My focus though, has been strangely drawn to matters more local this week, on an issue that I've rarely given that much thought to.

The deadline to enter the primary race to be the Conservative candidate for Mayor of London passed on Monday and the likely shortlist of candidates for the primary stage appears to be coming together. Lots of hats have already been thrown in the ring already and thanks to 18 Doughty Street and Iain Dale's series of interviews I've had chance to listen to most of their owners. I really hate say it, because every one of them showed a lot of enthusiasm for the job, nerve to be standing for the post in the first place and had at least a couple of unique policies I could back, but I couldn't see a serious rounded candidate among them. The closest was probably DJ Mike Read, who I'd have to admit did impress in his Doughty Street, but at the end of the day I can't help thinking that his undoubted brand-recognition factor would ultimately have turned out to be a sword two equally well-honed cutting edges.

The general consensus as the deadline approach seemed to be that, at the last minute, Steve Norris would step into the breach for another attempt to unseat the repellent terrorist, tin-pot dictator and newt fancier. There also seemed to be another tacit consensus, if the general reaction to this possibility was any measure, that the most likely outcome in such a match up will be Norris running the Vile One (no not the Poison Dwarf (q.v) - Even Ken isn't that bad) very close once again, but again not close enough. My gut instinct leads me to the same conclusion. I just couldn't see what would be different this time around; Norris has campaigned well on his previous outings and was generally well received, Ken has continued to embarrass and inconvenience London with his various escapades but no worse than in years before becoming Mayor, or during his first term, and has continued to dodge the opprobrium the little half-wit truly deserves. There was unlikely to be a Cameron effect in play with Norris already having played an effective 'inclusive' line, even managing to blend it successfully with a bit more of a streak of toughness than party has yet managed to do on a national level.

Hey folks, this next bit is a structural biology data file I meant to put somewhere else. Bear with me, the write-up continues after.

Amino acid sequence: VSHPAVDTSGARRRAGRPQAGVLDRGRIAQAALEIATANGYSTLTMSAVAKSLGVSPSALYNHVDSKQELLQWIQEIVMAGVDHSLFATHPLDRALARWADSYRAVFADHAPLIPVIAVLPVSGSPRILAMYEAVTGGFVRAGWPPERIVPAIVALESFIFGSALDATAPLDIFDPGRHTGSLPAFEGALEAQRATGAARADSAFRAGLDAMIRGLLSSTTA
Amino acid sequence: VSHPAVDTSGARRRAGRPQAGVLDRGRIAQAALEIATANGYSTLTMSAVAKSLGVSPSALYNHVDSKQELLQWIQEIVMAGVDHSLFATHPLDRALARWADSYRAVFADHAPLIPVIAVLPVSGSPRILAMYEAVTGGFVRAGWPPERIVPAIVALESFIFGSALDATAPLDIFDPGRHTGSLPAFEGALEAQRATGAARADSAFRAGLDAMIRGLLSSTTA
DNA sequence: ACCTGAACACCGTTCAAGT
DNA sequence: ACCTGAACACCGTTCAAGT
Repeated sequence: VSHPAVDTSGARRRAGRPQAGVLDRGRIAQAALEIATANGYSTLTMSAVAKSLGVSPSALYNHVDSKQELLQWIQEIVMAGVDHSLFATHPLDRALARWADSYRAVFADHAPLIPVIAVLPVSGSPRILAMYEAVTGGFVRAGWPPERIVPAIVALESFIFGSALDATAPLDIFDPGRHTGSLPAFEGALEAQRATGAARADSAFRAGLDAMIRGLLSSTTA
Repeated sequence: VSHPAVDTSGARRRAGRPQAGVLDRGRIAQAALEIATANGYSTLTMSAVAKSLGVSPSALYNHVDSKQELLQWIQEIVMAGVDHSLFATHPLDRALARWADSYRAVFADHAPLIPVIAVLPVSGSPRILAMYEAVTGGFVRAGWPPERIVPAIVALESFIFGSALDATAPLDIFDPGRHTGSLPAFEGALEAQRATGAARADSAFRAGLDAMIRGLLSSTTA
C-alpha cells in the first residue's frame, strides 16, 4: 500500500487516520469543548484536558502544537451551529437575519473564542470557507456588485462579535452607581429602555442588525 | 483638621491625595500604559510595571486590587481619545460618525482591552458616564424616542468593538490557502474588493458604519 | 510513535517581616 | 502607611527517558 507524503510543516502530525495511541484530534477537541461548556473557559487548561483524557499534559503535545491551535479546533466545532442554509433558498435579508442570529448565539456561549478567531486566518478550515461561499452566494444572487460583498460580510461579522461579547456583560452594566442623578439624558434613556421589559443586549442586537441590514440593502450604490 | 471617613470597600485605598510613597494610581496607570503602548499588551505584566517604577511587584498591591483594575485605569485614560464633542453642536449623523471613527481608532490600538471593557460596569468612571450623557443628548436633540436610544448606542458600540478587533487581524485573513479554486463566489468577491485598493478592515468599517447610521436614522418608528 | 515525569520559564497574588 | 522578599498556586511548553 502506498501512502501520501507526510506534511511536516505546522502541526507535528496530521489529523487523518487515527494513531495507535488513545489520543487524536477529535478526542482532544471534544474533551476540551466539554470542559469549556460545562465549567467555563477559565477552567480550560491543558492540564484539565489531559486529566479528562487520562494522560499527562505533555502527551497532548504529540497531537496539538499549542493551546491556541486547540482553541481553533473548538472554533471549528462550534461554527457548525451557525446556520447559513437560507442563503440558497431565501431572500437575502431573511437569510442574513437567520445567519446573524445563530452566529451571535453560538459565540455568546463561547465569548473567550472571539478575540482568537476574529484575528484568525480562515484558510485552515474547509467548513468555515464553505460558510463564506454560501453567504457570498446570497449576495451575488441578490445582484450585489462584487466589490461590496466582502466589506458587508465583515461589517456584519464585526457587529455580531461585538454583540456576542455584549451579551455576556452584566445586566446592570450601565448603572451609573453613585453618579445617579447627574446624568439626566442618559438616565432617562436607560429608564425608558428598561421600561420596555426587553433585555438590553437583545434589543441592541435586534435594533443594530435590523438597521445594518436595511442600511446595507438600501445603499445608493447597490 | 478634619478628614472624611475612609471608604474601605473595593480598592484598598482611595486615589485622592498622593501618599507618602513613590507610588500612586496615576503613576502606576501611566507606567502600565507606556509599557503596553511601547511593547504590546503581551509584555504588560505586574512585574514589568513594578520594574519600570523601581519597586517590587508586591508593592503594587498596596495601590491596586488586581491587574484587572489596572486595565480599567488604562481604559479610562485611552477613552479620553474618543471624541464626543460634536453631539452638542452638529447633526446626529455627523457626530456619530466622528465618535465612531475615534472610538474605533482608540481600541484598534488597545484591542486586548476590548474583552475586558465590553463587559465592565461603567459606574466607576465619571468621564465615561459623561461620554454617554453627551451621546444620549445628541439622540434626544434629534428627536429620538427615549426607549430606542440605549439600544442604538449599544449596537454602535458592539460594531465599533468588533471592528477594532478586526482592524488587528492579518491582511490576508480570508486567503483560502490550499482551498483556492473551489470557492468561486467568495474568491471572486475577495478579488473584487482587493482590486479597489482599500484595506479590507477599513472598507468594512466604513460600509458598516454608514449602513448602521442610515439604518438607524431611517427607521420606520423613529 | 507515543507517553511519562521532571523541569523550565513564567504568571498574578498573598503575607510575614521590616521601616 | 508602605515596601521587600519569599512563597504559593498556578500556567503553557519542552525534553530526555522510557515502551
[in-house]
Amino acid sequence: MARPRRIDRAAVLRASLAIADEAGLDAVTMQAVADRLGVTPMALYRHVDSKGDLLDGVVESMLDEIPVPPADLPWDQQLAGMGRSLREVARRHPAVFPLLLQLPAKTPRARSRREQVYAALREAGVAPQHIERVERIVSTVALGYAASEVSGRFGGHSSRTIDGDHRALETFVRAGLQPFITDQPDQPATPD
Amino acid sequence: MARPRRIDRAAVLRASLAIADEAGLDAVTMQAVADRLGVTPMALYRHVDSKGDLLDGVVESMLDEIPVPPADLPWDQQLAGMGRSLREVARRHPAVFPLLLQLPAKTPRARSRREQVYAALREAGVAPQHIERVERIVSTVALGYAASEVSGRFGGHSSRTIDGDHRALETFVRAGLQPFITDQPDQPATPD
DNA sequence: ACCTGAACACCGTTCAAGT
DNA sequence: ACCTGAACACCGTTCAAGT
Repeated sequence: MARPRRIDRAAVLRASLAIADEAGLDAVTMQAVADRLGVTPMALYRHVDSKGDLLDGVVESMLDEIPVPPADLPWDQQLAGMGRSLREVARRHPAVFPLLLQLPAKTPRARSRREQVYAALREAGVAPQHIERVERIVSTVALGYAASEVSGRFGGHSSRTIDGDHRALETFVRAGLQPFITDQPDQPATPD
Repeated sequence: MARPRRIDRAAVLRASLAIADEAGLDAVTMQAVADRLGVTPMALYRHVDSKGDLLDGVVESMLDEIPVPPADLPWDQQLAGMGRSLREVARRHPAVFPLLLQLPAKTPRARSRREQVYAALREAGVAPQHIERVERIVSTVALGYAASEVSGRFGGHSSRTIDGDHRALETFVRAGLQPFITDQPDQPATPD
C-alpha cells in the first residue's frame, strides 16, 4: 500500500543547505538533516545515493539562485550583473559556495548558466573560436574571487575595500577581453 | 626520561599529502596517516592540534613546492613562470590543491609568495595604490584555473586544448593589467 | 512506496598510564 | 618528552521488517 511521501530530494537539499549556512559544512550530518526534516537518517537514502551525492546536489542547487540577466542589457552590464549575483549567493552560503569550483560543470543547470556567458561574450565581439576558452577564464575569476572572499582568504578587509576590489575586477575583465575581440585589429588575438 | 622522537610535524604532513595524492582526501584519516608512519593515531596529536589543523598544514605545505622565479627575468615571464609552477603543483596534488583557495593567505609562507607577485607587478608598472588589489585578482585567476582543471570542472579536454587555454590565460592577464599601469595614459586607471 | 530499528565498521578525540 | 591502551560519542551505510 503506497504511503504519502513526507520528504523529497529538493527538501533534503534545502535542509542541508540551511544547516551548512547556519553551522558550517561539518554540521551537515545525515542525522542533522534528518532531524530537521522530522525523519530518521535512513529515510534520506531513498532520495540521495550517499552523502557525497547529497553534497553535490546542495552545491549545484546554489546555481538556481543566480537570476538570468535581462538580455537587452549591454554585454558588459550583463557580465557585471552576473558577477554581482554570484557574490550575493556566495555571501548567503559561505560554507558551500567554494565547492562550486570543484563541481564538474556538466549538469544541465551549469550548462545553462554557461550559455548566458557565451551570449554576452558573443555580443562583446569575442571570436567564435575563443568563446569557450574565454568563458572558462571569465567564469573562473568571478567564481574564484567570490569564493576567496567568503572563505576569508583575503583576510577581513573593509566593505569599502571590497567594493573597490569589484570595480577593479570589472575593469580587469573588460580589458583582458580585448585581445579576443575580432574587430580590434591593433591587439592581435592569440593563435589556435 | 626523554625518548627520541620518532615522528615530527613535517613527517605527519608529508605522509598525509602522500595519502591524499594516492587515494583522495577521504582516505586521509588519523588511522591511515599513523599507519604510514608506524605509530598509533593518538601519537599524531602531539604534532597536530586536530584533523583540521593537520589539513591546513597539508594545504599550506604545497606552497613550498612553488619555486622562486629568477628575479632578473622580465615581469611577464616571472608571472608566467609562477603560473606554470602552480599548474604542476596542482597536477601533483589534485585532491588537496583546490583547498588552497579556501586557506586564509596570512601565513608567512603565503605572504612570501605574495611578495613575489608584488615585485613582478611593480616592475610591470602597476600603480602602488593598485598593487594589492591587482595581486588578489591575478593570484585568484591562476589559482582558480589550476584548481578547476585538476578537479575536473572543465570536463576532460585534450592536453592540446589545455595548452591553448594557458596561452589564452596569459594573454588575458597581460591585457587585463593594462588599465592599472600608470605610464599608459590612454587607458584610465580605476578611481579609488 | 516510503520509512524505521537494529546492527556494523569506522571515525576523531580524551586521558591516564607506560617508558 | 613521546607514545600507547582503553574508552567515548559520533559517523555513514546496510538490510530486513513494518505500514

And then after months of rumours and counter-rumours about the little known, media-shy, MP for Henley, and his ambitions, or lack of them to be a candidate for London Mayor, came the final announcement that Boris Johnson would stand for the post. Already Read and Richard Barnes have withdrawn, backing Boris, and the remaining shortlist 4 (or 5) look to be facing an uphill struggle to see off BoJo in the primaries.

It was only as the speculation became more serious about a Boris bid, that I started to think that such a bid might actually be a pretty good thing.

It's pretty easy to bring Boris to mind for a series of public gaffes and causing gratuitous offence to various communities, as well as his slightly shambolic, vague public image. That though, is to ignore the perceptive nature of his more considered writings and frankly, that through it all people actually instinctively warm to him. Even Ken on Sunday's TV seemed unable to direct his normal venom for someone of different political persuasions in Boris' direction. As for his habit of causing offence now and again, when he speaks his mind, well I think Ken shows that Londoners will live with it.

Ken contemplates a day at the
office whith no tin-pot dictators
or religious bigots to meet
I find it hard to be kind to Ken, but I think it's a similar kind of straightforwardness that gives him his appeal beyond his natural political constituency. If it wasn't for the particular inanity of some of his policies and the uncommon vileness of some of the people he shares a stage with, I suppose I too could come to a similar view, and I can see a certain something in him that I prefer to the creepiness of his colleagues in national government.

What it should make for, most importantly though, is an interesting contest, and might well fire the public imagination even beyond London. It's something the country needs in an era where public participation in the political process is falling to dangerously low levels.

There have been a hundred and one suggestions on how to reverse this trend: changing to weekend voting, voting in supermarkets or on-line, increasing fraud prone postal voting or dropping the voting age to include an age band that is probably the most politically apathetic of all. Other than this last suggestion they all have one thing in common - the idea that somehow the act of voting is too difficult for we the electorate. I think that this principle is fundamentally flawed. Time after time, when there is something at stake that the electorate both care about, and feel that their vote will count for something, the people will overcome these imagined obstacles to their participation.